Braving global recession forecasts

The economic uncertainty due to Covid-19 remains, even as countries relax movement restrictions, writes RAJESWARI RAMANEE.

Poultry consumption in the region took a hit as restaurants closed-down or operated minimally. Oversupply in domestic markets meant tight margins and losses.

Broiler meat went into storage and production decreased. Imported meats faced high freight charges or slowed down while pork supply is suffering the impact of ASF.

Stimulus packages were announced for both consumers and SMEs as relief aids. Buying behavior changed where the digital economy growth accelerated due to less contact.

The positive Asians

David Hughes, Emeritus Professor of Food Marketing at Imperial College London wrote in an earlier Asian Agribiz article that global recession would likely last through 2021, but will be less felt in Asia.

“Asian economies will recover quicker than those in Europe and North America. But irrespective of household income fluctuations, we will see increasing demand in staple and basic foodstuffs, and decreasing demand for premium foods.”

The report also said that despite the uncertainty and ongoing problems, food producers and consumers will adapt. A recent McKinsey survey on how businesses will be implicated post-Covid-19 highlighted these:

  • Preference for digital now twice than traditional sales interactions; self-serve, digital ordering methods prioritized
  • Remote selling is the norm and perceived to be effective: 96% of B2B companies have shifted their go-to-market model; 64% believe the new model is just as effective or more than before (up from 54% in early April)
  • Sales model changes are expected to stay: 32% are “very likely” to sustain these shifts 12+ months after Covid-19 and another 48% are “somewhat likely” to do so
Singapore’s Trade Minister Mr Chan Chun Sing, Polish  Ambassador Magdalena Bogdziewicz and Non-Resident Ambassador to Poland Dr Loo Choon Yong welcoming the first batch of eggs from Poland into Singapore.

Adaptation of digital models

Online sales, delivery services, e-platforms/payments and app services increased exponentially.

In the wake of criticisms of wet markets, Singapore took ownership to digitize them. The Tekka Online is a great example of how wet market operators went live via Facebook, took orders online and used peer-to-peer pay platforms.

The model was used in Malaysia by the National Fisherman’s Association (Nekmat) on Facebook too, where customers either opted for delivery or were told to pick-up fresh seafood at a center in Kuala Lumpur. The site reported higher sales.

Delivery services and cloud-kitches

Even global food companies such as Jollibee are restructuring their business models gearing up for economic slowdown.

Asian Agribiz interviewed Darin Friedrichs of Intl FC Stone who concurred that delivery services will be crucial in maintaining social distancing. He said China led this with an existing ecosystem of app-based payments and a well-developed delivery infrastructure.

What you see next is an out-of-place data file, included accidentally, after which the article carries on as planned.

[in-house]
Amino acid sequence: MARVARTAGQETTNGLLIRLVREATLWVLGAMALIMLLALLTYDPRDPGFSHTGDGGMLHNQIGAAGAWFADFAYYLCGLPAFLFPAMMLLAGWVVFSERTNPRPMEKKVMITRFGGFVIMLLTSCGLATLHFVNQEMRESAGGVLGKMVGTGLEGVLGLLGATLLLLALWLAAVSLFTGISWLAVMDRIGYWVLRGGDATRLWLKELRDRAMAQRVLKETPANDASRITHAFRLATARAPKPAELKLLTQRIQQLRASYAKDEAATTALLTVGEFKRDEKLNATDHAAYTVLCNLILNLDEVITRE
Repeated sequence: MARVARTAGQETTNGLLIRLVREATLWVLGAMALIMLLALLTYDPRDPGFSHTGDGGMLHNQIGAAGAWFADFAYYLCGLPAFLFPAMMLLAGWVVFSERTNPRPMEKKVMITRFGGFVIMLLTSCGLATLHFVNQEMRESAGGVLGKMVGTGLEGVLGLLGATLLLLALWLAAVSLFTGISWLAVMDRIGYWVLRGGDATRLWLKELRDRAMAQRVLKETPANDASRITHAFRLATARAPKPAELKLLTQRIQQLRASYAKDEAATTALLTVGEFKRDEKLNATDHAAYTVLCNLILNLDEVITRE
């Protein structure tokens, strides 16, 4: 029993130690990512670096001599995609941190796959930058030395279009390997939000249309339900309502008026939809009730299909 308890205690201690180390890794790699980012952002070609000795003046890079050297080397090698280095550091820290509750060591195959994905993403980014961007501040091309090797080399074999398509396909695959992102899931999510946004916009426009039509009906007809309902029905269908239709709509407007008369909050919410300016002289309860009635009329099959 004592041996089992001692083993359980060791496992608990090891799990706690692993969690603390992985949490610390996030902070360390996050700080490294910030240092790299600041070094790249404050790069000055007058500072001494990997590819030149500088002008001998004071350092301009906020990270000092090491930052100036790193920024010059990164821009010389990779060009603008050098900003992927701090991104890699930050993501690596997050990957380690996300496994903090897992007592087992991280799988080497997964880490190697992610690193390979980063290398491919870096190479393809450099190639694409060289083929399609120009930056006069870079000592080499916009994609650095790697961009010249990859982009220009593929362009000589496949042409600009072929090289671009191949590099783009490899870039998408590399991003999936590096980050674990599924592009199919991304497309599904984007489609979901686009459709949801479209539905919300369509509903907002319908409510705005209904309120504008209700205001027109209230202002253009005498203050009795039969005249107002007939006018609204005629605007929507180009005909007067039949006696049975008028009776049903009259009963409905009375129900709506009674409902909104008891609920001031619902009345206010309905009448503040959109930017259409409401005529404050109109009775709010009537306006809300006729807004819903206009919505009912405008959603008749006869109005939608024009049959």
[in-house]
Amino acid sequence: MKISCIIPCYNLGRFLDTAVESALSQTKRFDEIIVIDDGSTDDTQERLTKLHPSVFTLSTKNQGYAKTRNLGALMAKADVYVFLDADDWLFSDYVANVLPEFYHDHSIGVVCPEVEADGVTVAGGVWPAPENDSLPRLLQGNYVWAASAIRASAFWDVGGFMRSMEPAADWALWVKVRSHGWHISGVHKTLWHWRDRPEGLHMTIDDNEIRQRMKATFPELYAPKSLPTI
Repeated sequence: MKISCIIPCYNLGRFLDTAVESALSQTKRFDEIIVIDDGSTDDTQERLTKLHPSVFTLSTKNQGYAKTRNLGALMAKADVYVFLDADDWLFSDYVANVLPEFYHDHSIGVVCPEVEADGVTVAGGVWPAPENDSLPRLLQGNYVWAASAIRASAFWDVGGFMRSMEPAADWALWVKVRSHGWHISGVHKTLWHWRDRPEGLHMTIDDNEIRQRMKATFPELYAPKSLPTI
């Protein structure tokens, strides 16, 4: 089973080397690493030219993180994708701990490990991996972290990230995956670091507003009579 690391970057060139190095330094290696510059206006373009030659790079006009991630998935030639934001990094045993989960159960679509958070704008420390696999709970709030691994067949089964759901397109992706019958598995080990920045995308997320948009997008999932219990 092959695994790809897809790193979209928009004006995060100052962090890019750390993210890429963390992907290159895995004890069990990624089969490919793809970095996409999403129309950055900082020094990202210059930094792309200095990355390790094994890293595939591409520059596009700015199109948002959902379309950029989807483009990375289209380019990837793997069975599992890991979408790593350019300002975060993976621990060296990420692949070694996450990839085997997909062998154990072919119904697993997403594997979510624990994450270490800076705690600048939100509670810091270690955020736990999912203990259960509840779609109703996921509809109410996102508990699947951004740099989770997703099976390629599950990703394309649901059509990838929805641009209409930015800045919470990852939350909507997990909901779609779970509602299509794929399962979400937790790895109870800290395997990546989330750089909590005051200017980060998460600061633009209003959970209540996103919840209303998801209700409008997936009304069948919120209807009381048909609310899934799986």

The rest of Asia quickly adapted to or boosted delivery service. Philippines’ Jollibee Foods announced plans to boost its delivery, take-out, and drive-thru services as it restructures its global business.

“2020 is an extremely challenging year for JFC, but out of this transformation, we aim to emerge in 2021 as an even stronger business and organization,” said JFC Chairman Tony Tan Caktiong.

Indonesian company CRP Group has ventured into the cloud kitchen business. Called ‘Pesen Dulu Kitchen’, they will focus on delivery services in Jakarta and Bandung.

Marketing Director, Rex Marindo said the concept syncs with lifestyle changes where consumers demand convenience and speed. CRP Group has four restaurants chains – Upnormal, Bakso Boedjangan, Nasi Goreng Rempah Mafia and Fish Wow Chicken.

Producers adapt

Malaysian integrated poultry producer CAB Cakaran saw a spike in sales of its value-added food. Managing Director Chuah Hoon Phong said: “There is demand for our nuggets, sausages, burger patties and deli meats. So, we will increase our value-added production capacity by 50% to 1,500 tons/month from the current 1,000 tons.”

Leong Hup International is poised to capture a segment of the fast food market in Malaysia. Asian Agribiz was told in 2019 about plans to introduce a chicken rice and roast chicken menu at the Baker’s Cottage outlets.

Leong Hup International meanwhile is rolling-out their new downstream model with roast chicken and chicken rice at the Baker’s Cottage outlets in Malaysia.

During the lockdown, the company went ahead full steam with new outlet launches and budget menus. This was in response to the impact of Covid-19 on spending due to paycuts and job losses in Malaysia. A whole roasted bird sells for USD 2.55.

Investor Relations representative Victor Geh said: “We have plans to expand the range as we continue to roll out more outlets.”

Another Malaysian poultry integrator DBE Gurney also plans to extend their value-added and marinated range. COO Pierre Ding told Asian Agribiz: “We may develop a micro-agent concept to get our broilers out and extend the marinated and frozen sectors. We are looking at novel ways to continue moving our products if food services remain slow for a longer period,” he said.

Canned food has seen an increased interest in Vietnam, Thailand and Singapore.

In Vietnam, frozen food sales increased 121%, canned food 64% and processed food 52%.

Nguyen Quoc Trung, General Director of 3F Viet Food told Asian Agribiz: “These sectors will see sharp growth as they muscle-up to satisfy the safety-nutrition-convenience criteria. Vietnam’s processed meat sector is expected to grow five times to 2.5 million tons by 2025.”